If you’ve come across Commons in a Box (CBOX) in the BuddyPress ecosystem, CommentPress at the Institute for the Future of the Book, or either in the WordPress.org plugin repository, you may have wondered about their origins.
While they may not be well known in the larger WordPress community, these projects represent the purchase WordPress has as an open source platform in the academic world, especially in the field of Digital Humanities, which is shaping how scholarly research, teaching, and publishing is done and will be done in post-secondary institutions around the globe.
The Modern Language Association‘s Humanities Commons (HC) is an example of CBOX at work on a large scale with WordPress Multisite. It actively serves more than 10,000 scholars and practitioners in the humanities. The HC team leadership took some time to talk about their history and vision for the future with WordPress and the Digital Humanities.
Kathleen Fitzpatrick is Director of Digital Humanities and Professor of English at Michigan State University; she has been project director of HC from its beginning.
Eric Knappe is head of software development at the MLA and the technical lead on HC.
Anne Donlon is project manager for HC and other digital initiatives at the MLA.
How did you come to be involved with the digital humanities and the Humanities Commons project, and what is your background with WordPress? What are your goals and hopes for Humanities Commons?
KF: I came to the digital humanities in a somewhat roundabout fashion: I’d been studying representations of communication networks in contemporary American fiction and gradually found my interests shifting to an exploration of the ways that scholars in the humanities use those communication networks. In large part, this shift came from the fact that I’d started blogging in 2002 (on another platform; I migrated to WordPress in 2007) and was compelled by the potential the form presented for scholars and their communities. So when I became director of scholarly communication at the Modern Language Association in 2011, my central goal was to find a way for the organization to facilitate ongoing communication among its members using these systems.
AD: I’ve been working on Humanities Commons for a little over a year. When I was doing my PhD in English, I started using WordPress for a couple of small personal projects as well as teaching. Then, I served as managing editor for a journal published on the CUNY Academic Commons, the platform where Commons in a Box began. After graduate school, I worked as a CLIR (Council on Library and Information Resources) postdoc in an academic library on a number of digital projects. Humanities Commons draws on both my experience with the CUNY Academic Commons and with digital library infrastructure. I hope that Humanities Commons will grow as a space for people engaged with the humanities to share their work and make connections.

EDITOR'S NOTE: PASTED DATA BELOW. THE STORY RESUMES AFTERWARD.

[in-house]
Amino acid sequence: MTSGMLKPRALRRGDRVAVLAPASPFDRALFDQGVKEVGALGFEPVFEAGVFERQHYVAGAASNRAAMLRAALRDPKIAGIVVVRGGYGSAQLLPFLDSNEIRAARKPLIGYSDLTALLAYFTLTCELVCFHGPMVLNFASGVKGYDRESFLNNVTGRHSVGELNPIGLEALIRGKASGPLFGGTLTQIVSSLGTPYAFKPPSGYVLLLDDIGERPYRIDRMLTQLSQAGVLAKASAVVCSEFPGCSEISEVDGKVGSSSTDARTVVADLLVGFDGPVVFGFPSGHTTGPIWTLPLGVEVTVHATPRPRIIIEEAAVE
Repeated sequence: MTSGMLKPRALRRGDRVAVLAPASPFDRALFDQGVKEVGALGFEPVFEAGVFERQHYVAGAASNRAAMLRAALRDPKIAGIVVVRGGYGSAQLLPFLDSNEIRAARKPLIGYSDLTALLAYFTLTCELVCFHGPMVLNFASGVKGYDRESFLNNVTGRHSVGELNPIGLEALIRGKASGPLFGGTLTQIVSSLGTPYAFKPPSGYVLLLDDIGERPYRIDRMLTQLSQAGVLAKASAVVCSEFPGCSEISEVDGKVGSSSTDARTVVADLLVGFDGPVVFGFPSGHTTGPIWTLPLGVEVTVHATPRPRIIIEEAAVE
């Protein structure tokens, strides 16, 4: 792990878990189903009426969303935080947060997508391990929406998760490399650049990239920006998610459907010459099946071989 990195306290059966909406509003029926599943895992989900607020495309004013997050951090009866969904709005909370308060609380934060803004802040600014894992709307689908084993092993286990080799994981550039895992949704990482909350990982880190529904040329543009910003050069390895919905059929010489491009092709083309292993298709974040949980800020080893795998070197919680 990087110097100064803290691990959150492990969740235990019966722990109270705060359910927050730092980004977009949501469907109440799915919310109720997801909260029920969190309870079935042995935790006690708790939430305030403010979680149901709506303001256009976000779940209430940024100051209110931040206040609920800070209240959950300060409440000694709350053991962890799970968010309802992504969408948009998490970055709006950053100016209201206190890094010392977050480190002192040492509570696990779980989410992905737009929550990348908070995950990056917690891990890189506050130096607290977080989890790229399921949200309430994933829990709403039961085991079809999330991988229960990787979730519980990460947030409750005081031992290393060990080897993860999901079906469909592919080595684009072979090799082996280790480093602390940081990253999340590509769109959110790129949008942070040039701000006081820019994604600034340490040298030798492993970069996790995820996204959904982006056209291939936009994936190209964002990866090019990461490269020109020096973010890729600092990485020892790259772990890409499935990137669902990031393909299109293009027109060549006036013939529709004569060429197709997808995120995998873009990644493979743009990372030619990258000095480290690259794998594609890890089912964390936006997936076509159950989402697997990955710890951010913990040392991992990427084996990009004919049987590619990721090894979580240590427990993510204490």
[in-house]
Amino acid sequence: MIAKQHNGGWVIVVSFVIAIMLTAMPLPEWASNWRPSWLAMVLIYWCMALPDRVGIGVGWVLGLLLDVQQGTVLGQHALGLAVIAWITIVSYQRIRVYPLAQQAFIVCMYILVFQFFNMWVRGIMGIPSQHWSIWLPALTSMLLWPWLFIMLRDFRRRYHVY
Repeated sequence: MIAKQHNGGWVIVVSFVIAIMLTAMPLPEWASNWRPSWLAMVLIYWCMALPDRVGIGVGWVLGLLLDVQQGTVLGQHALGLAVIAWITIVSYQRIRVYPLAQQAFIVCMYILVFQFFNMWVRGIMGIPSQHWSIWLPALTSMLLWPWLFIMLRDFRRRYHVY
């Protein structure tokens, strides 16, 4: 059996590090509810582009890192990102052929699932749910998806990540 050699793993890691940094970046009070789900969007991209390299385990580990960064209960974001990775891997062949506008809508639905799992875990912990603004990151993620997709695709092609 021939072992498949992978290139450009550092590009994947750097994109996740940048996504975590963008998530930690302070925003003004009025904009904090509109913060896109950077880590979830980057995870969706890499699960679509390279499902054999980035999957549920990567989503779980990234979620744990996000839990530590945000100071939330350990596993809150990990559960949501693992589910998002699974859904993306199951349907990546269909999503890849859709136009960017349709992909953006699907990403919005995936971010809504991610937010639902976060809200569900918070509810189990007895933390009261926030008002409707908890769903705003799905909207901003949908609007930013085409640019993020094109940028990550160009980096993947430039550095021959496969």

EK: I began working with open source CMS software (WordPress and Drupal) in 2005 after many years of consulting in the Oracle market. I was attracted to the LAMP stack and these database-backed content management systems. I worked on several small Drupal projects but by 2007 I was more interested in WordPress. In 2008, I went to work for the public television station WNET and contributed to running several WordPress multi-site installs. I worked on some high profile sites in the PBS network. I learned a lot working there and later at The New York Times. I came to the MLA in 2014 specifically to build the prototype for the Humanities CORE product. At that time there was only the one network: MLA Commons. That was my first introduction to digital humanities.
The growth of Humanities Commons has been fairly steady. The network has over 15,000 members. My hope is that we continue to attract people working in the humanities and that we enhance HC with additional features that scholars find useful.
Why was WordPress selected for HC? Are there any particular challenges (technical or otherwise) in developing and maintaining it? I’m guessing Commons in a Box was a factor — can you talk about the history of that project, its significance, and how “digital humanists” have been contributing code to the WP community?